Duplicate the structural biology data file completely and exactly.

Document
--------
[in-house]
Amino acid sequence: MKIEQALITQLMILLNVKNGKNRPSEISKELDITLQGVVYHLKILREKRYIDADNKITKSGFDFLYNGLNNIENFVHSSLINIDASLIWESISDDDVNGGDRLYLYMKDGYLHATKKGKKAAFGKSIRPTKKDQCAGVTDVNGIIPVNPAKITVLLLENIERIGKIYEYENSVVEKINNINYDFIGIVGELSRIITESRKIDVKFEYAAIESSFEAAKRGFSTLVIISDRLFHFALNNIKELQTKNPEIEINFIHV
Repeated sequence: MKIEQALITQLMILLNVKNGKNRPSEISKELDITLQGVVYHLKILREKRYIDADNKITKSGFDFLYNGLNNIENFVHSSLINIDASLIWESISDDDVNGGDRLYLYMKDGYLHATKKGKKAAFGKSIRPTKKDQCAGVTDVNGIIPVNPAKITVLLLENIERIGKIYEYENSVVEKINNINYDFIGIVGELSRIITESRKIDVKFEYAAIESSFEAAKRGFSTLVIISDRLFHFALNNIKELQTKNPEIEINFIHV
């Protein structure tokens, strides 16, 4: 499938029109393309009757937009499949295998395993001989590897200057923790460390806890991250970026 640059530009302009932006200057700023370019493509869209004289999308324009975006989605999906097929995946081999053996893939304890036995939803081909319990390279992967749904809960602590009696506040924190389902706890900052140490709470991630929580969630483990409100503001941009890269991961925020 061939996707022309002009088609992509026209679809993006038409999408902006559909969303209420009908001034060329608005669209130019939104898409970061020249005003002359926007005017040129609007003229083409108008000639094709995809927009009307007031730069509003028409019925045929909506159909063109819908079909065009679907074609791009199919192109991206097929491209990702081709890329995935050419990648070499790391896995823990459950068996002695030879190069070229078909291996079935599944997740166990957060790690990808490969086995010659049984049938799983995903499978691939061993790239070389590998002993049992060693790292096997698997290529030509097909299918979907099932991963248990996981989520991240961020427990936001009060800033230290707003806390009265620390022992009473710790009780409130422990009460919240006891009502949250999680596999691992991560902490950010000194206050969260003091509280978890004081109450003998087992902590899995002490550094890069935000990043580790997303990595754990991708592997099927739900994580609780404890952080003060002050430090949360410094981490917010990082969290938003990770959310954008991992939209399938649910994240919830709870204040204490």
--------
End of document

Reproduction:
[in-house]
Amino acid sequence: MKIEQALITQLMILLNVKNGKNRPSEISKELDITLQGVVYHLKILREKRYIDADNKITKSGFDFLYNGLNNIENFVHSSLINIDASLIWESISDDDVNGGDRLYLYMKDGYLHATKKGKKAAFGKSIRPTKKDQCAGVTDVNGIIPVNPAKITVLLLENIERIGKIYEYENSVVEKINNINYDFIGIVGELSRIITESRKIDVKFEYAAIESSFEAAKRGFSTLVIISDRLFHFALNNIKELQTKNPEIEINFIHV
Repeated sequence: MKIEQALITQLMILLNVKNGKNRPSEISKELDITLQGVVYHLKILREKRYIDADNKITKSGFDFLYNGLNNIENFVHSSLINIDASLIWESISDDDVNGGDRLYLYMKDGYLHATKKGKKAAFGKSIRPTKKDQCAGVTDVNGIIPVNPAKITVLLLENIERIGKIYEYENSVVEKINNINYDFIGIVGELSRIITESRKIDVKFEYAAIESSFEAAKRGFSTLVIISDRLFHFALNNIKELQTKNPEIEINFIHV
């Protein structure tokens, strides 16, 4: 499938029109393309009757937009499949295998395993001989590897200057923790460390806890991250970026 640059530009302009932006200057700023370019493509869209004289999308324009975006989605999906097929995946081999053996893939304890036995939803081909319990390279992967749904809960602590009696506040924190389902706890900052140490709470991630929580969630483990409100503001941009890269991961925020 061939996707022309002009088609992509026209679809993006038409999408902006559909969303209420009908001034060329608005669209130019939104898409970061020249005003002359926007005017040129609007003229083409108008000639094709995809927009009307007031730069509003028409019925045929909506159909063109819908079909065009679907074609791009199919192109991206097929491209990702081709890329995935050419990648070499790391896995823990459950068996002695030879190069070229078909291996079935599944997740166990957060790690990808490969086995010659049984049938799983995903499978691939061993790239070389590998002993049992060693790292096997698997290529030509097909299918979907099932991963248990996981989520991240961020427990936001009060800033230290707003806390009265620390022992009473710790009780409130422990009460919240006891009502949250999680596999691992991560902490950010000194206050969260003091509280978890004081109450003998087992902590899995002490550094890069935000990043580790997303990595754990991708592997099927739900994580609780404890952080003060002050430090949360410094981490917010990082969290938003990770959310954008991992939209399938649910994240919830709870204040204490």